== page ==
The Carlisle Mosquito Online

Friday, May 18, 2007


Planning Board approves wireless facility in Erikson Farm cupola, Okays Chestnut Estates Conservation Cluster

In the first meeting after Town Elections, the Planning Board chose new officers before continuing work on applications for installation of cellular antennas. Approval was given for a wireless service facility at Erikson Farm on Lowell Road, but more data was requested for the cell tower proposed at Sorli Farm on Westford Street. In other business, the board decided to approve the Chestnut Estates Conservation Cluster on Rutland Street, pending receipt of final plans.

New members Ken Hoffman, Carol Nathan and Marc Lamere were sworn in while past members David Freedman and Tom Lane were named as associate members with authority to participate and vote during the ongoing Special Permit Hearings. Carol Nathan was elected Board Clerk. Acting chair Michael Epstein announced that David Freedman would be chairing portions of the board meetings related to those ongoing hearings.

Erikson Farm antenna permitted

The board approved the special permit for Omnipoint Communications, Inc. to install a personal wireless communication facility at 886 Lowell Street (Erickson Farm) while noting that the wireless coverage improvement afforded by the facility will be only over a limited area. There was no public comment during the continued hearing.

The board's list of waivers granted and findings in support of the granting of the special permit will be on file at the Planning Board office after Friday, May 18.

Sorli Farm hearing continued

Chair pro tem David Freedman began the hearing by stating, "This is one of the most difficult [decisions] in my five years on the board. Income [from the wireless lease] will help maintain the rural character but a monopole will impact the rural quality." The Planning Board continued the public hearing on the application by Omnipoint Communications, Inc. to build a personal wireless communication facility on the Sorli Farm at 1022 Westford Street.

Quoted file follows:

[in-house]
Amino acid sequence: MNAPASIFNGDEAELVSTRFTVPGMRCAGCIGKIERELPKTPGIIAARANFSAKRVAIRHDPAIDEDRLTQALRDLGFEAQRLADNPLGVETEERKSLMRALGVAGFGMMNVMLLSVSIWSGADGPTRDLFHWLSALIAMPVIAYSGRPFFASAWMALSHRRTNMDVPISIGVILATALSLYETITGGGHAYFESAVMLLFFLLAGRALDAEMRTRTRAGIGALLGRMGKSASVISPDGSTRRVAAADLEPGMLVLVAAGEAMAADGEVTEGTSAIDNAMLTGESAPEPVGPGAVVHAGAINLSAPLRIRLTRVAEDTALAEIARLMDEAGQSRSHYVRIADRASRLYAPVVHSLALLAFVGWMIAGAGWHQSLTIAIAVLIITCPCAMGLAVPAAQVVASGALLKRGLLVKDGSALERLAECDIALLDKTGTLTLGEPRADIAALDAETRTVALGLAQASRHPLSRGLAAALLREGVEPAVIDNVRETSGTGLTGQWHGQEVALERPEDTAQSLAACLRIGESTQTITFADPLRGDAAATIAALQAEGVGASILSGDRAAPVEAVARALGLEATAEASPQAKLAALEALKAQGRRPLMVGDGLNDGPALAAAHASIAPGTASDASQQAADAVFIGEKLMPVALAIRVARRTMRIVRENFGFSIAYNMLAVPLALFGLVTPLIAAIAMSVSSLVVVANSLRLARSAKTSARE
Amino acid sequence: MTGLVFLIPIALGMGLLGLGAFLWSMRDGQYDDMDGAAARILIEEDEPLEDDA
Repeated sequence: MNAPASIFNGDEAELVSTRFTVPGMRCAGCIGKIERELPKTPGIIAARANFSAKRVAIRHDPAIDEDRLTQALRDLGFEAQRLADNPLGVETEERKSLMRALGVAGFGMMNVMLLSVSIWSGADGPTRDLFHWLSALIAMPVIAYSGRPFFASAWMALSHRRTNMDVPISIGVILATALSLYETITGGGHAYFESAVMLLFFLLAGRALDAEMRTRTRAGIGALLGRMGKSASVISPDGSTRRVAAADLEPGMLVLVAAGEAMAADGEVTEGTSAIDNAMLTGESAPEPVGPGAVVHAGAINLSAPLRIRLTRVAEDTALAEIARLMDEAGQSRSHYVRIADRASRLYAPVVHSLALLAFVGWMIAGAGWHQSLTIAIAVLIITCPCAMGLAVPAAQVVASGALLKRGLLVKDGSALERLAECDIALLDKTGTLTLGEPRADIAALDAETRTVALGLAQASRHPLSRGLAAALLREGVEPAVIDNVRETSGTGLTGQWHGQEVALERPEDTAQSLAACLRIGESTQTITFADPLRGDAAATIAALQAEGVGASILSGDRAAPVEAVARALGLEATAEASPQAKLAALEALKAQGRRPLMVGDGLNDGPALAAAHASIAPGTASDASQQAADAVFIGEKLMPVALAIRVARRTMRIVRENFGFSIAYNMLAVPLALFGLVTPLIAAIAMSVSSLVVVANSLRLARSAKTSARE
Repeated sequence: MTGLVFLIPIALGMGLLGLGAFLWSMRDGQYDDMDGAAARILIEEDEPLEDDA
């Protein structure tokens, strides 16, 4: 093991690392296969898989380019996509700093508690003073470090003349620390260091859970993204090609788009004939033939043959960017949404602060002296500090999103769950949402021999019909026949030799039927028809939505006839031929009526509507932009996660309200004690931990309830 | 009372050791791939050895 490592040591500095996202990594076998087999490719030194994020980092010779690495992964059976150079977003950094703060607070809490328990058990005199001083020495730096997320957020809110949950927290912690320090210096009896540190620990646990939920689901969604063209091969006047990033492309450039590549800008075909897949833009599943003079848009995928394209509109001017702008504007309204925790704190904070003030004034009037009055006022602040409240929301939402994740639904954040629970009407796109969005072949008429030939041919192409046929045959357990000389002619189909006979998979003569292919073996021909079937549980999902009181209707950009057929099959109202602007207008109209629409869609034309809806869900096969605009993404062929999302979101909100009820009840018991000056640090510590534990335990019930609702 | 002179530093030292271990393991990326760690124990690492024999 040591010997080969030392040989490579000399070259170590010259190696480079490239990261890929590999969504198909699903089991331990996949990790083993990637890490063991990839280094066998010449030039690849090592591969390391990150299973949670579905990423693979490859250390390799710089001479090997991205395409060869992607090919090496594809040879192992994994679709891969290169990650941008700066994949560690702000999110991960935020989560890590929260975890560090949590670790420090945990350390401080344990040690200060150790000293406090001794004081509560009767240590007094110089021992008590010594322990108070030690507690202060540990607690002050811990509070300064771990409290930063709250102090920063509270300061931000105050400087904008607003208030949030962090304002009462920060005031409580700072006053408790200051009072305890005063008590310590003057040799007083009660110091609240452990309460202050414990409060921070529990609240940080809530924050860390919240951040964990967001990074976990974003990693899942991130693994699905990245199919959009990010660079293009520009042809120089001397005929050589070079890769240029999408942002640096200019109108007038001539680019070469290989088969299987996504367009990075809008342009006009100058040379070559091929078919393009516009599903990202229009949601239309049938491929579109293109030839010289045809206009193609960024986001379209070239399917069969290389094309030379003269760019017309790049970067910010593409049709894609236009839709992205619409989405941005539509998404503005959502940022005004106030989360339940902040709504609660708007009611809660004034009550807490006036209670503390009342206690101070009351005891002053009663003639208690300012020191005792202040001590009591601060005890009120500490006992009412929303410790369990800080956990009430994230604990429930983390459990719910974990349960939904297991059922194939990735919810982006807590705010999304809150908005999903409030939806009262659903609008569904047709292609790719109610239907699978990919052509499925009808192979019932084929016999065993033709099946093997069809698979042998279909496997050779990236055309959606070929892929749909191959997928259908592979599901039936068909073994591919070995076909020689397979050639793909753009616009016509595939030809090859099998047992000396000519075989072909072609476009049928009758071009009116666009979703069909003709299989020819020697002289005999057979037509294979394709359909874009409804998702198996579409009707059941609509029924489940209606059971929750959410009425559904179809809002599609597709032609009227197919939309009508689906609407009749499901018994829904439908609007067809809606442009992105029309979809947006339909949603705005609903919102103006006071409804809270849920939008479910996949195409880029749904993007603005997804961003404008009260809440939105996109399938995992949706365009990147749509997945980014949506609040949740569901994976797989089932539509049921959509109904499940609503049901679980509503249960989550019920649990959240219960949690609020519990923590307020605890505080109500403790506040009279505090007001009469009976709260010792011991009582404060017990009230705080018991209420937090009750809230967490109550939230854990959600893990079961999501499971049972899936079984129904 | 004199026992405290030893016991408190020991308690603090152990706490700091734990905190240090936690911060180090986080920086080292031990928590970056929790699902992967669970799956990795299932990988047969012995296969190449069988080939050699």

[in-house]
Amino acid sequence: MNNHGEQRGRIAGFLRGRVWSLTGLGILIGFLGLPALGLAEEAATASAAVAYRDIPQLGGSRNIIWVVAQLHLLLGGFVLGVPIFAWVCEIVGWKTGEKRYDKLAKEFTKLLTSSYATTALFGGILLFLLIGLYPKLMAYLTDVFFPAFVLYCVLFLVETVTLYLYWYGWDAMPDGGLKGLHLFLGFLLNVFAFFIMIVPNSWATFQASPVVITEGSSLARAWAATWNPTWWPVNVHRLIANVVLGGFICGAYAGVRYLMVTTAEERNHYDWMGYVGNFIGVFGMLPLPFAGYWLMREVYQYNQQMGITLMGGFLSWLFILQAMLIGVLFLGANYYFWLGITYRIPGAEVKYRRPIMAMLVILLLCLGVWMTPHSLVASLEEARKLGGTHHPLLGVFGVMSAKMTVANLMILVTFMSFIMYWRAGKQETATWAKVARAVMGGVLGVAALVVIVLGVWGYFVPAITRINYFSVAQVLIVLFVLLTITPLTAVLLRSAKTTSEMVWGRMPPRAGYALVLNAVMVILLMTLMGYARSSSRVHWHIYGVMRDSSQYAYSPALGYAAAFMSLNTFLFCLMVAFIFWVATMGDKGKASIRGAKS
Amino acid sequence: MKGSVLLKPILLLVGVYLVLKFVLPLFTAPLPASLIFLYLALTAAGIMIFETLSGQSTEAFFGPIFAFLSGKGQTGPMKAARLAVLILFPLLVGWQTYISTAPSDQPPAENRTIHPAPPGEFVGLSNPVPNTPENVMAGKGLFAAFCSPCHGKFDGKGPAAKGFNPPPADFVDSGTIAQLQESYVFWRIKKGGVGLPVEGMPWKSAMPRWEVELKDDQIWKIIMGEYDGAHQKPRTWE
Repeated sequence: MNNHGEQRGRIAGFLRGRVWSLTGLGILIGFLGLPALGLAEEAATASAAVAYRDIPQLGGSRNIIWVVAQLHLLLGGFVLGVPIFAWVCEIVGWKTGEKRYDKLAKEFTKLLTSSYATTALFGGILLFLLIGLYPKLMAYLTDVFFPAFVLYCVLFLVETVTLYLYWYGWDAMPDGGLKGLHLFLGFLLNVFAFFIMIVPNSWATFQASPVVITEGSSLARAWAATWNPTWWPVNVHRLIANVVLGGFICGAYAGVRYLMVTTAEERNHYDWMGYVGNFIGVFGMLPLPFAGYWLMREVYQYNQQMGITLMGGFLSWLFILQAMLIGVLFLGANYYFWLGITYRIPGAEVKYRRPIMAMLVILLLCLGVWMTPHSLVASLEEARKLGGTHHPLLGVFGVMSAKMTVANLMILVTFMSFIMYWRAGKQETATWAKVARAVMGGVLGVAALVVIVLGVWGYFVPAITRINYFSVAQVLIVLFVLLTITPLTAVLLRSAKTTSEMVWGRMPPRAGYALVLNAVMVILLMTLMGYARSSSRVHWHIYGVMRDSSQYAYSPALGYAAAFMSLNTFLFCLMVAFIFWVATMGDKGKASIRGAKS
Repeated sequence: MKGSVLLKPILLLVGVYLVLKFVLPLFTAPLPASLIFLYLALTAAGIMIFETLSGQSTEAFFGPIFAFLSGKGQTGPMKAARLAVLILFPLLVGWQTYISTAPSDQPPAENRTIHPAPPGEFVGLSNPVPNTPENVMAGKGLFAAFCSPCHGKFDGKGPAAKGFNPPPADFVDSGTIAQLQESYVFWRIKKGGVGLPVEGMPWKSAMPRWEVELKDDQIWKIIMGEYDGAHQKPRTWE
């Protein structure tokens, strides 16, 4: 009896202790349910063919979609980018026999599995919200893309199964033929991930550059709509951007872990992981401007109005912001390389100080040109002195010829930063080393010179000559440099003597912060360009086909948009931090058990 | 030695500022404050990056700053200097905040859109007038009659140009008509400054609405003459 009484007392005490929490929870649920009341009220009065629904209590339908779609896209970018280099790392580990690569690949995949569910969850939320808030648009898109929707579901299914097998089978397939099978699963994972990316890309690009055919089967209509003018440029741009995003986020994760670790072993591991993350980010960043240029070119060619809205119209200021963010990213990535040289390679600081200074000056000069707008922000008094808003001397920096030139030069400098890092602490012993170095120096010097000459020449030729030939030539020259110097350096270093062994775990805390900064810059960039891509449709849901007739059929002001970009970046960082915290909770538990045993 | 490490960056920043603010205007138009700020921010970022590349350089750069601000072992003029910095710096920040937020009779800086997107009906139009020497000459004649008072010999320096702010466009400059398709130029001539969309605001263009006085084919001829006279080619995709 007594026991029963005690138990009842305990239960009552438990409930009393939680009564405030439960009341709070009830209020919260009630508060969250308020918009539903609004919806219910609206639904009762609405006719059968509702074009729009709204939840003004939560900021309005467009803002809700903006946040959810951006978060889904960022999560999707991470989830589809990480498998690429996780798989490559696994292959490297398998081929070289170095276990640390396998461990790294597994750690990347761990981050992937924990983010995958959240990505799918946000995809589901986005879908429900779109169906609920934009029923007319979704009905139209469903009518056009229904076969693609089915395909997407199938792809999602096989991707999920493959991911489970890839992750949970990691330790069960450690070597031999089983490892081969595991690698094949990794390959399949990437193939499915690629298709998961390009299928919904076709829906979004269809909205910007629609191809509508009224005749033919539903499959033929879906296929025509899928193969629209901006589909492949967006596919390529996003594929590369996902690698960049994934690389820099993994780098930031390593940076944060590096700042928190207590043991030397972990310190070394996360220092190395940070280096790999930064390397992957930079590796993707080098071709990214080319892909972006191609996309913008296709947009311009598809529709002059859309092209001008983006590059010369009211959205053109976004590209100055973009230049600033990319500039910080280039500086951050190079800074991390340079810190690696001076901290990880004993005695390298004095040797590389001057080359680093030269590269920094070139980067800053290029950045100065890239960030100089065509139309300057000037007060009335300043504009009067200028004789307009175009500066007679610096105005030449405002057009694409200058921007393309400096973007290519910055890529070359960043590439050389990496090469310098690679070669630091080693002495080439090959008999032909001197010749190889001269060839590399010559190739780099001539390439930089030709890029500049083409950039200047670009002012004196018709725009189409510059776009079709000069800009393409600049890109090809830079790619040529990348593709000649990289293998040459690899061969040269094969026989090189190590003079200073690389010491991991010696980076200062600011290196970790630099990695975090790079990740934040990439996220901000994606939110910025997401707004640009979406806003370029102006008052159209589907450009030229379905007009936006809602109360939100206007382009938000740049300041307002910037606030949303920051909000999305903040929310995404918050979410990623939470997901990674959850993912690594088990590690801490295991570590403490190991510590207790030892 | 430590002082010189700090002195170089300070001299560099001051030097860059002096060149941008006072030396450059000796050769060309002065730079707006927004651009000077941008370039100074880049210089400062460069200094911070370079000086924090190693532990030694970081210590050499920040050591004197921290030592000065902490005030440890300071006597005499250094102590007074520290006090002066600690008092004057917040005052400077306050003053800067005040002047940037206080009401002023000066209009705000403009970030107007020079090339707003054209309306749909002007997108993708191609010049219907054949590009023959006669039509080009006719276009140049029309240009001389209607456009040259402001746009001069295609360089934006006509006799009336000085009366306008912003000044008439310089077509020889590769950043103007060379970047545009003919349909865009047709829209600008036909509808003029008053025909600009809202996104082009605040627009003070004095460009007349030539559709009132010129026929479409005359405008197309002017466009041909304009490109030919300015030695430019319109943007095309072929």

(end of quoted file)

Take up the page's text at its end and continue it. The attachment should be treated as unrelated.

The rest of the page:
The board was critical of Omnipoint's efforts to comply with requirements of the bylaw and the board's Rules and Regulations. At a prior meeting, attorney Brian Grossman, representing Omnipoint Communications, stated that if a 60-foot monopole tower was approved, Omnipoint would not build it. His position was it would provide insufficient coverage. (See "Sorli Farm cell tower plan reviewed," Mosquito, May 11.) The board's position is that no data or overall plan has been presented to support such a conclusion.

Both Freedman and board member Kent Gonzales were disappointed in Grossman's examples of "more stealthy" monopoles. Gonzales said, "What you are showing us is what we can find on the Internet."

Freedman asked for comment from the audience and observed that since the hearing was likely to be continued there would be additional opportunity for public testimony. Bob Ford (Maple Street) said that he drove by the area during the balloon test and saw little difference in visibility between the 60 and 80-foot heights particularly since trees shield most of the view along Westford Street.

Before voting to continue the hearing at 8:30 p.m. on June 11, Freedman told Grossman, "We want technical responses to the bylaw."

Chestnut Estates

Located at 400 Rutland Street (Map 36, Parcels 23 and 26) the six-lot subdivision and its two private common driveways were approved by the board. New members Nathan and Hoffman abstained while Lamere, as an abutter to the property, recused himself. A complete set of plans along with the board's list of draft findings in support of the granting of the special permits will be on file at the Planning Board office after Friday, May 18.

The board commended engineer Peter Howe and attorney Martha Howe, who represented the Brown Trust, for their participation in the process. Specific mention was made of the cooperation with abutters and the Carlisle Trails Committee and of the several innovations implemented in the subdivision, including: engraved granite bounds to identify the limit of private property adjacent to public land, the bio-retention swales with strategically located plaques giving guidance for maintenance, and the reinforced turf in areas where the driveways are adjacent to the swales.

The public hearing will be continued at 8:15 p.m. on June 11 to sign the final set of plans and for a final review of the decision (findings and conditions).

2007 The Carlisle Mosquito